DENNIS SCHWARTZ 
IS THERE ANY GOOD 
IN SAYING 
EVERYTHING ABOUT A MOVIE?

 
SIDE EFFECTS (director: Steven Soderbergh; screenwriter: Scott Z. Burns; cinematographer: Steven Soderbergh; editor: Mary Ann Bernard; music: Thomas Newman; cast: Jude Law (Dr. Jonathan Banks), Rooney Mara (Emily Taylor), Catherine Zeta-Jones (Dr. Victoria Siebert), Channing Tatum (Martin Taylor), Vinessa Shaw (Dierdre Banks), Mitchell Mitchell Michaliszyn (Ezra Banks), Michael Nathanson (Assistant District Attorney), Ann Dowd (Martin’s mother), Polly Draper (Emily's ad agency boss), Laila Robins (Banks partner), Peter Friedman (Banks partner), Haraldo Alvarez (Garage Attendant), Victor Cruz (Officer Beahan); Runtime: 106; MPAA Rating: R; producers: Lorenzo di Bonaventura/Gregory Jacob/ Scott Z. Burns; Open Road Films; 2013)

 
"It's a film tailor-made for this cynical pill popping age."

Reviewed by Dennis Schwartz

Veteran director Steven Soderbergh ("Magic Mike"/"Haywire"/"Kafka") says this psychological thriller will be his last picture. He re-teams with Contagion and Informant writer Scott Z. Burns for this gripping but somber mainstream pic, which reminds one of a great Hitchcock thriller. It's a twisty, enigmatic and well-crafted topical pic, that intelligently lumps together a murder story, a study on clinical depression, a look at the dubious practices of drug companies, psychiatric malpractice and insider trading fraud. It's a film tailor-made for this cynical pill popping age, that clearly shows modern medicine comes with side effects.

After a blood-stained Manhattan apartment is shown, a flashback takes us to three-months earlier. The thirty-something nice guy Martin Taylor (Channing Tatum) is released from a four-year prison sentence for involvement in an insider-trading scheme, and is welcomed home by his concerned mother (Ann Dowd) and harried 20ish graphic designer wife Emily (Rooney Mara). Emily is distraught by her change of lifestyle, as she's suffering from severe depression. What bothers Emily most is relocating from her Greenwich, Connecticut mansion to her modest Manhattan apartment. When Emily purposely smashes her car into the wall of her building's underground garage, she's assigned by the court to workaholic psychiatrist Dr. Jonathan Banks (Jude Law). Instead of following usual protocol and hospitalizing her, Banks identifies with the fragile woman's vulnerability and puts her on scheduled office visits and prescribes antidepressant drugs such as Prozac and Zoloft. Meanwhile hubby is motivated to make big money again by using the contacts of a big-time hedge fund operator who served time with him for income tax invasion and will shortly partner with him when released, as Martin has a good deal set-up that involves them soon moving to Houston.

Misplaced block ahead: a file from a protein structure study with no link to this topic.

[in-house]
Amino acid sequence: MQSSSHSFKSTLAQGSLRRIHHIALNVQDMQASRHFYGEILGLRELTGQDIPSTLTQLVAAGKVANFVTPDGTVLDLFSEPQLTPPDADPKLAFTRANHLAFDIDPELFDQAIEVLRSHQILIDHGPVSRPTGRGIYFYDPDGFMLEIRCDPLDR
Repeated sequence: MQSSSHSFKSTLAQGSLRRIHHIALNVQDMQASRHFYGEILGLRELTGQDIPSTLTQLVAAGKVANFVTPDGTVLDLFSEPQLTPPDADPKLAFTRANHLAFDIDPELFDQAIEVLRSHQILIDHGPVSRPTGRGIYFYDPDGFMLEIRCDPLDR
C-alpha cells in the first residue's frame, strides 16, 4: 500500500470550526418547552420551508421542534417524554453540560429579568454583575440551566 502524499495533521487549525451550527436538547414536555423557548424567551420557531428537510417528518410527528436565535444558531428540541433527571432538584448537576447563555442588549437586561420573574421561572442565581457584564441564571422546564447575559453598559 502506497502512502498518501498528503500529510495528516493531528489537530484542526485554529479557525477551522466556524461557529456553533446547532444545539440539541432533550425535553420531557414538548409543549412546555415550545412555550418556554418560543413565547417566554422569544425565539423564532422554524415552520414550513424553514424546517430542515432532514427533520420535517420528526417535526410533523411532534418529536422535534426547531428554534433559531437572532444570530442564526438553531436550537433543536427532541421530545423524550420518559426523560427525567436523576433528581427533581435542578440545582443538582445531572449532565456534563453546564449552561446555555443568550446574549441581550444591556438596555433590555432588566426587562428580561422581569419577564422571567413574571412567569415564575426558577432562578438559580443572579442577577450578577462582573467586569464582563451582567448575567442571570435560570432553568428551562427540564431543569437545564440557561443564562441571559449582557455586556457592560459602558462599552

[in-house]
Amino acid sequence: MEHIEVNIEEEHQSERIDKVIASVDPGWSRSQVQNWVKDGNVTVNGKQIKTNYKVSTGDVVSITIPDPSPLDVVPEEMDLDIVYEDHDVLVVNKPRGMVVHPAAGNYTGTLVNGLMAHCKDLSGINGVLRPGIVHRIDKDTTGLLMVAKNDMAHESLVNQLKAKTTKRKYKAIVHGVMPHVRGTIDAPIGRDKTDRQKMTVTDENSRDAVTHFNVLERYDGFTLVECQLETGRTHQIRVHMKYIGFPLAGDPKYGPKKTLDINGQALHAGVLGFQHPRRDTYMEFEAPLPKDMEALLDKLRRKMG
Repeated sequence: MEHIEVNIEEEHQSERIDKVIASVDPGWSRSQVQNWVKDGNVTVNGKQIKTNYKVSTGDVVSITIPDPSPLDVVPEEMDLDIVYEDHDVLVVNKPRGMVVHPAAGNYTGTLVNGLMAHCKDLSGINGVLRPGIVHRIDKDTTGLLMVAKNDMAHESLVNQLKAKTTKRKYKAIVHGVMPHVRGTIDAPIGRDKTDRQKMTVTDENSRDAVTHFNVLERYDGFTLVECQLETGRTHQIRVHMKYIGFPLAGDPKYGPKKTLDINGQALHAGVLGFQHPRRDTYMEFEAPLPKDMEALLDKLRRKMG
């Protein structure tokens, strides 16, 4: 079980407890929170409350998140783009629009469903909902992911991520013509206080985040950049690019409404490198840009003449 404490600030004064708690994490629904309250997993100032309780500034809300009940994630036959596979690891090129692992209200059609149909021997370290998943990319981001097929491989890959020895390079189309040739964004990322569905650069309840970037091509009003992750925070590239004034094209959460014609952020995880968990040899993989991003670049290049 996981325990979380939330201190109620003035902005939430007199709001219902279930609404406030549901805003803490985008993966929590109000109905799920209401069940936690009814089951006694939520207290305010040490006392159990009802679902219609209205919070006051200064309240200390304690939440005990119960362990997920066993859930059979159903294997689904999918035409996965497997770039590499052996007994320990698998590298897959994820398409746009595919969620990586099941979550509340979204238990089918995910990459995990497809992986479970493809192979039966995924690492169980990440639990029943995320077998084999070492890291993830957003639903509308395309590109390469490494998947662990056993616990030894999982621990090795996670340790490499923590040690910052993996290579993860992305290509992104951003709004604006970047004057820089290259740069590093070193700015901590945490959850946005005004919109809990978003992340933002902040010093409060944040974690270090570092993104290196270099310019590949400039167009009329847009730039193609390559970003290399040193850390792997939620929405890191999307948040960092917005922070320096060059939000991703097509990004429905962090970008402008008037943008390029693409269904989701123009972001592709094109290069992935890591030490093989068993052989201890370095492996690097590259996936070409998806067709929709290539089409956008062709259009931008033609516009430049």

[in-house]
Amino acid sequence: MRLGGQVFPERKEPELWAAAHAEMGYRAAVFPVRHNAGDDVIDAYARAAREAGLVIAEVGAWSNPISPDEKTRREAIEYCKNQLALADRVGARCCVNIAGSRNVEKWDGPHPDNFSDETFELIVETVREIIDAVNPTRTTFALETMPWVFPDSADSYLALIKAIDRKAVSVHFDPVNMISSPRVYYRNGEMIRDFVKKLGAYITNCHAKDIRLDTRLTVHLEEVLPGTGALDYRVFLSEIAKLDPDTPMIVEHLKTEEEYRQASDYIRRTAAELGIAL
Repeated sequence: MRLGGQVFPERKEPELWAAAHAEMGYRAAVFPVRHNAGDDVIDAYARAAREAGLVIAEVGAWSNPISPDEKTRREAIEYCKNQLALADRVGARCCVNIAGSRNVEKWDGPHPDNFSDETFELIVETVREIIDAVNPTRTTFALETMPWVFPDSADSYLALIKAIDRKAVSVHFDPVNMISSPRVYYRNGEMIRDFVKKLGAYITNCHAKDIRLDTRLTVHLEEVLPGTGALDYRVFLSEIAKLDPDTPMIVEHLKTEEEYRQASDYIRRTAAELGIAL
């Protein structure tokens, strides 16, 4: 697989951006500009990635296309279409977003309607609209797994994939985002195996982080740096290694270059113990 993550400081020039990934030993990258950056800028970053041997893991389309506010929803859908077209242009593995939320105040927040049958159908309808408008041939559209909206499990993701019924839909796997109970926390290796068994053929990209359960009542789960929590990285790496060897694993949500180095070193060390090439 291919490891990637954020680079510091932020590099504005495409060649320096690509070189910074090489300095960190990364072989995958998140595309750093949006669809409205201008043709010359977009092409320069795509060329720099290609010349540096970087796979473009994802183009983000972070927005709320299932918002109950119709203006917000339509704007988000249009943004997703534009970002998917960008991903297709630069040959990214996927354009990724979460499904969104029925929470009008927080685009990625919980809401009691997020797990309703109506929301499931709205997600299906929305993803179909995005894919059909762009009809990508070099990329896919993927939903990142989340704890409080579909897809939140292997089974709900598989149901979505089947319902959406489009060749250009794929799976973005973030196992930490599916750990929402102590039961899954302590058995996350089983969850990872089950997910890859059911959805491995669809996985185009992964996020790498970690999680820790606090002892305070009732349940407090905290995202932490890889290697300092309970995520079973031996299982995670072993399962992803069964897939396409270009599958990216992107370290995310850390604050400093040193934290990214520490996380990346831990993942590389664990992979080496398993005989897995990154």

When Banks wants to learn more about his patient, he contacts her former shrink from Connecticut, Dr. Victoria Siebert (Catherine Zeta-Jones), who suggests the use of a new drug on the market called Ablixa--a company she's associated with. The Englishman Banks, living a rich lifestyle with the unemployed businesswoman divorced beauty Dierdre (Vinessa Shaw) and her elite private school attending son Ezra (Mitchell Michaliszyn), needs money and by moonlighting gets a nice salary from Ablixa to push their product. Banks' main gig is as a partner in a psychiatric firm with two others (Laila Robins & Peter Friedman), who share his need to get rich from their practice.

The new drug, heavily advertised on TV as a cure-all, causes Emily suicidal tendencies and later she commits a heinous act, right out of Psycho, when sleepwalking, which is another recognized side effect from Ablixa, and can't remember the bloody incident. Banks' life is shattered because he ends up blamed for mistreatment, is fired by Ablixa, dumped by his feckless shrink partners, Deirdre walks out on him and the assistant DA (Michael Nathanson) looks at him with disdain for lack of cooperation. Perceiving himself as a victim, Banks fights back and tries to unravel what exactly is going on in the mind of his not so forthcoming patient and her crafty former shrink.

It's great on the details of how the path to big money can transpire between Big Pharmaceutical companies and Wall St., leading to greed, perceived as the untreatable mental sickness that can bring down a country. The drug companies buy off the medical people to push their pills and induce patients with free drugs and Wall St. traders encourage investors to wheel and deal in investments that might not be all that legal. Soderbergh leaves no prisoners in this gloomy but perceptive pic about those who talk shop over a fine meal at Le Cirque, who might or might not be mentally sick, and those who are deemed by the courts mentally ill who inhabit the darkly lit world of high-security mental institutions.

REVIEWED ON 2/1/2013       GRADE: B+

Dennis Schwartz: "Ozus' World Movie Reviews"

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